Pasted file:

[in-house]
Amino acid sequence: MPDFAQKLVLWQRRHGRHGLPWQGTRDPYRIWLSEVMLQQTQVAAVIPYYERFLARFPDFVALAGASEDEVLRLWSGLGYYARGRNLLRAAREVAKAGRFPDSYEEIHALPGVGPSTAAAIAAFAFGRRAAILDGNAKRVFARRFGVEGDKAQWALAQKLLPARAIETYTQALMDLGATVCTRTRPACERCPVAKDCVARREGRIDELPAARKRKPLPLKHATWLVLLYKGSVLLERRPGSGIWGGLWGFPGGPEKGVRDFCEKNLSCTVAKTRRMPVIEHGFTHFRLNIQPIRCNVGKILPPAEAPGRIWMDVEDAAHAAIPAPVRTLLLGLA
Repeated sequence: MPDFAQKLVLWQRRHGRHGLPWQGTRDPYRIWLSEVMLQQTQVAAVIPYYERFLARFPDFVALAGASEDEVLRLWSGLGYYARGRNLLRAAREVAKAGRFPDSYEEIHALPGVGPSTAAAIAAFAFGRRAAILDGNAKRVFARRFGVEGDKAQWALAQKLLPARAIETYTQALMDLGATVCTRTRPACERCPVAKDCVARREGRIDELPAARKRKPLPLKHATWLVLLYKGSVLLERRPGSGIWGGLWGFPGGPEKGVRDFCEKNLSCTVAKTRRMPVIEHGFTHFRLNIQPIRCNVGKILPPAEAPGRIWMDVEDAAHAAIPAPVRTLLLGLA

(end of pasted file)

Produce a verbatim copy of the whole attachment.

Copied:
[in-house]
Amino acid sequence: MPDFAQKLVLWQRRHGRHGLPWQGTRDPYRIWLSEVMLQQTQVAAVIPYYERFLARFPDFVALAGASEDEVLRLWSGLGYYARGRNLLRAAREVAKAGRFPDSYEEIHALPGVGPSTAAAIAAFAFGRRAAILDGNAKRVFARRFGVEGDKAQWALAQKLLPARAIETYTQALMDLGATVCTRTRPACERCPVAKDCVARREGRIDELPAARKRKPLPLKHATWLVLLYKGSVLLERRPGSGIWGGLWGFPGGPEKGVRDFCEKNLSCTVAKTRRMPVIEHGFTHFRLNIQPIRCNVGKILPPAEAPGRIWMDVEDAAHAAIPAPVRTLLLGLA
Repeated sequence: MPDFAQKLVLWQRRHGRHGLPWQGTRDPYRIWLSEVMLQQTQVAAVIPYYERFLARFPDFVALAGASEDEVLRLWSGLGYYARGRNLLRAAREVAKAGRFPDSYEEIHALPGVGPSTAAAIAAFAFGRRAAILDGNAKRVFARRFGVEGDKAQWALAQKLLPARAIETYTQALMDLGATVCTRTRPACERCPVAKDCVARREGRIDELPAARKRKPLPLKHATWLVLLYKGSVLLERRPGSGIWGGLWGFPGGPEKGVRDFCEKNLSCTVAKTRRMPVIEHGFTHFRLNIQPIRCNVGKILPPAEAPGRIWMDVEDAAHAAIPAPVRTLLLGLA